History Timeline of the Luston Local Area

Luston is recorded in The Doomsday Survey. Luston was one of sixteen manors of Leominster, all being the property of the crown at the time of the conquest.

Leominster Priory was established. The Benedictine monastery was given the sixteen manors, including Luston, by Henry 1st. The manor house in the village of Luston is known as The Bury, a site south of the village. The township possessed a celebrated sandstone quarry and some of the stone quarried here was used in the building of Leominster Priory.

Eye church was dedicated to St. Peter the Apostle and the south arcade dates from this time.

The north arcade, the clerestory and the large quatrefoil window are added to Eye Church.

Edward III’s reign (1327-77) 
The Priory owns three carcucates of land within the village of Luston. Herewaldus de Aula lived in the village of Luston. He was considered a person of some account and some say he was the Lord of the Manor.

During the lifetime of The Priory in Leominster monks were sent to serve as priests to village churches and chapels, including Luston.

20th July 1535 
King Henry VIII ordered a visitation to Leominster Priory and its manors to ascertain their value.

9th Oct 1542 
The Priory and its manors were taken possession of by Henry VIII.

23th May 1535 
Eye Church inventory states the church contains three bells.

Queen Elizabeth I granted the manor of Luston to Sir James Croft of Croft Castle for an annual rent of £98. 9d, payable to the Crown.

During the Civil War the Borough stood for King Charles I.

Sir William Croft led the men of Luston at a battle at Stokesay Castle. The Royalists were defeated; the Luston men deserted their lord who was killed. Sir William Croft’s epitaph reads as follows:

‘Here lyeth the Body of Sir William Croft Knight elder son of Sir Herbert Croft. He was an eminent example of virtue in his life and of valour in his death, which he received in the 52″ year of his age in the year of our Lord 1645 and in the 21′ year of King Charles 1 against who rebellious enemies leading the Luston men into a field near Hopton Castle was there shamefully abandoned by them and left a single victim to the enemy’.

This inscription was later recut to read ‘county troops’ because the people of Luston were so upset and ashamed.

Peter Young, a Quaker, lived at The Bury was fined two oxen for disobeying the local authorities. These animals were taken to Leominster Market to be sold but as the owner was so ill respected his neighbours agreed not to bid for them, and the story goes they eventually found their way home to Luston.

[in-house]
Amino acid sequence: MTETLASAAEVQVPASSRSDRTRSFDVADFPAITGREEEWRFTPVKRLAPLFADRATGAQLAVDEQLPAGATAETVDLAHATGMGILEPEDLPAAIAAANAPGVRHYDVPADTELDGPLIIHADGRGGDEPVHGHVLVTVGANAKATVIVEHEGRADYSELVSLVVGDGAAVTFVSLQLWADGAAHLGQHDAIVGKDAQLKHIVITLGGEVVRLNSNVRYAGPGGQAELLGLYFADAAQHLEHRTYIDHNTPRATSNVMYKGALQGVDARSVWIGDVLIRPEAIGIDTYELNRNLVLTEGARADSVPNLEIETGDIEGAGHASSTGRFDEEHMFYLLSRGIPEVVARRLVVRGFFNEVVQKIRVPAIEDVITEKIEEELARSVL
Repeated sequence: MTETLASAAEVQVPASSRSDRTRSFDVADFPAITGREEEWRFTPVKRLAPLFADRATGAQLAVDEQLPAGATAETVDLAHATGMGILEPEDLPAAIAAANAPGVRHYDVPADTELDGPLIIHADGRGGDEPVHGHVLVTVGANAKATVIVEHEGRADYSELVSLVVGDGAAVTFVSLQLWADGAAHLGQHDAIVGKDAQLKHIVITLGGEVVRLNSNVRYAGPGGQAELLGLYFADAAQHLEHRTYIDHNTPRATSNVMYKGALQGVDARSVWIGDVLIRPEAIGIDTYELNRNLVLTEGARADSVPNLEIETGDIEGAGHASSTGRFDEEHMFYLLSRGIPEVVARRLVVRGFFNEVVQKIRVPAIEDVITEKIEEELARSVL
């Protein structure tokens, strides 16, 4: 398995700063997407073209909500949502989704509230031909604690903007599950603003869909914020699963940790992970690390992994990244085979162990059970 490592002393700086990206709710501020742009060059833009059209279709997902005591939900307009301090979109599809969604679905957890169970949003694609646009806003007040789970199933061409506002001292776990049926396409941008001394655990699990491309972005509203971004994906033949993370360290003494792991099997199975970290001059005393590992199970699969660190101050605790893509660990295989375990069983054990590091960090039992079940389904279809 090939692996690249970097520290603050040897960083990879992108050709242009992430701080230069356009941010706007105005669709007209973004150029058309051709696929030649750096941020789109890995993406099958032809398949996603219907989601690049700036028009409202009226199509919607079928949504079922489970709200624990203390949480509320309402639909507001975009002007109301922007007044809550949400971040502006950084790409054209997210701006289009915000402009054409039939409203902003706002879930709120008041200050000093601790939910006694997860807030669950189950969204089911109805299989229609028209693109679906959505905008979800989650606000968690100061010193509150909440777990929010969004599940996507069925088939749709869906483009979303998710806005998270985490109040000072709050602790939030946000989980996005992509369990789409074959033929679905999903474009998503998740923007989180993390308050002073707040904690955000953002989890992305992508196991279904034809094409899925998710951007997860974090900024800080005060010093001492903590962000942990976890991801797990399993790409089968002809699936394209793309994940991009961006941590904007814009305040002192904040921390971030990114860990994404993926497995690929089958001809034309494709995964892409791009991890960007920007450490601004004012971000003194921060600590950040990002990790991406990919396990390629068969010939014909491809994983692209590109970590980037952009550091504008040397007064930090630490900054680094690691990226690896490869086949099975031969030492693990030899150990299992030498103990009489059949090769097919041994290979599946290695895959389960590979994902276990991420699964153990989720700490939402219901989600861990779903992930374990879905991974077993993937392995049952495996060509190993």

Sir Herbert Croft is lord of the manor of Luston.

Eye Manor is completed for Ferdinando Gorges, a sugar and slave trader.

Eye church is restored by Ferdinando Gorges.

Berrington Hall was built for the Honourable Thomas Harley, a banker.

The Luston Parish meeting amended the laws for the relief of the poor.

20th July 1826 
The Luston Parish Council agreed for Doctor Rudge of Leominster to be the parish doctor on the same terms as Dr. Procter before him.

13th Sept 1827 
The Luston Parish Council ordered that the children of Luston be vaccinated with Cowpox as the expense of the Parish.

22nd May 1828 
The Church wardens inspected Eye church tower in respect of raising it higher.

Eye church tower increased in height.

The church bells are rehung.

The parish appointed a paid constable at £5 pa.

The rate of 9d in the pound was agreed for relief of the poor in Luston.

The rate of 3d in the pound was agreed as a church rate for repairs to the church.

28th May 1850 
The rate of 3d in the pound was agreed for repair of the highways.

18th Sept 1850 
The parish meeting adjourned to The Balance Inn.

The village school was built as a Church of England school in Moreton by Sarah, Lady Rodney.

The Wesleyan chapel was built in Luston itself.

4th Dec 1862
The parish meeting agrees to protest against the new Highway Act.

7th May 1866 
A public meeting is called in Luston to discuss the removal of the Turnpike gates.

13th March 1867 
The parish meeting resolved that Croft Lane should not be repaired by the parish as it was only a husbandry road.

The population of Luston is 379.

The six bells from Eye church are rehung.

The Holy well in Luston dried up for the first time in living memory during a very hot summer. Major Ashcroft of Tudor House, Luston paid for a pump to be fitted on the well. The well continued to be valued for its pure water, the main source for the village and was reputed to have healing properties especially for the eyes. A Herefordshire rhyme exists from earlier times:

‘Luston short and Luston long
At every house a tump of dung,
Some two some three
The dirtiest place you ever did see.’

Luston was not by passed by the effects of the war, for example 9,000 American troops camped at Berrington Hall.

July 1968 
Moreton/Eye school is closed.

August 1968
Cawley Hall is opened.

Sept 1968 
The school in Luston opened.

Eye church bells were tuned and rehung.

24th June 2000 
Luston Holy well was blessed by the Reverend Selwyn Frost and the well was dressed with flowers to mark the Millennium year. The time capsule containing a copy of this timeline and other memorabilia was buried near the well. Also a feature was made in the centre section of the Leominster Journal.


  • Luston Millennium Committee
  • Eye Church
  • Eyton Church
  • Eye W.I.
  • The Friendship Club
  • Cawley Hall Committee
  • Berrington Hall
  • Luston County Primary School (including photos of the year 2000 May Fair).